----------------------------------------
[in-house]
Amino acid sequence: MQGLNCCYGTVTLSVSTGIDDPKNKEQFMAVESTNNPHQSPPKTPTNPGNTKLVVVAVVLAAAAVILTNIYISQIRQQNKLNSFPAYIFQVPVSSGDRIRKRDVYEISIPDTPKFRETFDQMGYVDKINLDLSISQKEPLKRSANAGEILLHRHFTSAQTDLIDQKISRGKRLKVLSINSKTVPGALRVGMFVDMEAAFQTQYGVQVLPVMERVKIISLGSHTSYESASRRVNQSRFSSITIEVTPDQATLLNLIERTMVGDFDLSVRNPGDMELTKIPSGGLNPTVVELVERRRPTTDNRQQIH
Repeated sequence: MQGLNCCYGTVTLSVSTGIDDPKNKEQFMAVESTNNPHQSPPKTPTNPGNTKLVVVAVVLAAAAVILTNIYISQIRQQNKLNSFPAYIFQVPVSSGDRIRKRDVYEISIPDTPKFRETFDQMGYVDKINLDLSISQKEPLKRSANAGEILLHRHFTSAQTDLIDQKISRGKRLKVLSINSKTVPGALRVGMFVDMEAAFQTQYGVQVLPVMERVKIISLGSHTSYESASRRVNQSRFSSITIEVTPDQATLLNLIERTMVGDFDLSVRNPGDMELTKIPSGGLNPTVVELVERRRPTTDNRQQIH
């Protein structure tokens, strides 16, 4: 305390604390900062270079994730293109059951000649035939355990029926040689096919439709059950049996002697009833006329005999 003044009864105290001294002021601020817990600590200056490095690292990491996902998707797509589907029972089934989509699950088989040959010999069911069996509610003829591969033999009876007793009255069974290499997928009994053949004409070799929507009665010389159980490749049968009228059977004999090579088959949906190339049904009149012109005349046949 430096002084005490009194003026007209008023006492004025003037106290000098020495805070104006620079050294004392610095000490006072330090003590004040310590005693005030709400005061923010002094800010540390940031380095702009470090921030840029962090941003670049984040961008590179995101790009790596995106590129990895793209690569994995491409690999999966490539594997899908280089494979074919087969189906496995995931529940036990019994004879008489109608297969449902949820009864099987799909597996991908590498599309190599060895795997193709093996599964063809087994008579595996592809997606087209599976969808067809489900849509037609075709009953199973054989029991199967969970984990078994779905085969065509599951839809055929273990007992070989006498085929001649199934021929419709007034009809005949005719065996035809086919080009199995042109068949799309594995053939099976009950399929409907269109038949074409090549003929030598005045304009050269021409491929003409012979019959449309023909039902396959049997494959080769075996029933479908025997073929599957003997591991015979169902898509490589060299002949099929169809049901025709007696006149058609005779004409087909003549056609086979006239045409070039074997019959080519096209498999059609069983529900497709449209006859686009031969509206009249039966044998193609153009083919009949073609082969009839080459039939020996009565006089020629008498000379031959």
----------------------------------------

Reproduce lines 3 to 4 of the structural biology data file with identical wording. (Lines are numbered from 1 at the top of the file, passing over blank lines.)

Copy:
Repeated sequence: MQGLNCCYGTVTLSVSTGIDDPKNKEQFMAVESTNNPHQSPPKTPTNPGNTKLVVVAVVLAAAAVILTNIYISQIRQQNKLNSFPAYIFQVPVSSGDRIRKRDVYEISIPDTPKFRETFDQMGYVDKINLDLSISQKEPLKRSANAGEILLHRHFTSAQTDLIDQKISRGKRLKVLSINSKTVPGALRVGMFVDMEAAFQTQYGVQVLPVMERVKIISLGSHTSYESASRRVNQSRFSSITIEVTPDQATLLNLIERTMVGDFDLSVRNPGDMELTKIPSGGLNPTVVELVERRRPTTDNRQQIH
């Protein structure tokens, strides 16, 4: 305390604390900062270079994730293109059951000649035939355990029926040689096919439709059950049996002697009833006329005999 003044009864105290001294002021601020817990600590200056490095690292990491996902998707797509589907029972089934989509699950088989040959010999069911069996509610003829591969033999009876007793009255069974290499997928009994053949004409070799929507009665010389159980490749049968009228059977004999090579088959949906190339049904009149012109005349046949 430096002084005490009194003026007209008023006492004025003037106290000098020495805070104006620079050294004392610095000490006072330090003590004040310590005693005030709400005061923010002094800010540390940031380095702009470090921030840029962090941003670049984040961008590179995101790009790596995106590129990895793209690569994995491409690999999966490539594997899908280089494979074919087969189906496995995931529940036990019994004879008489109608297969449902949820009864099987799909597996991908590498599309190599060895795997193709093996599964063809087994008579595996592809997606087209599976969808067809489900849509037609075709009953199973054989029991199967969970984990078994779905085969065509599951839809055929273990007992070989006498085929001649199934021929419709007034009809005949005719065996035809086919080009199995042109068949799309594995053939099976009950399929409907269109038949074409090549003929030598005045304009050269021409491929003409012979019959449309023909039902396959049997494959080769075996029933479908025997073929599957003997591991015979169902898509490589060299002949099929169809049901025709007696006149058609005779004409087909003549056609086979006239045409070039074997019959080519096209498999059609069983529900497709449209006859686009031969509206009249039966044998193609153009083919009949073609082969009839080459039939020996009565006089020629008498000379031959």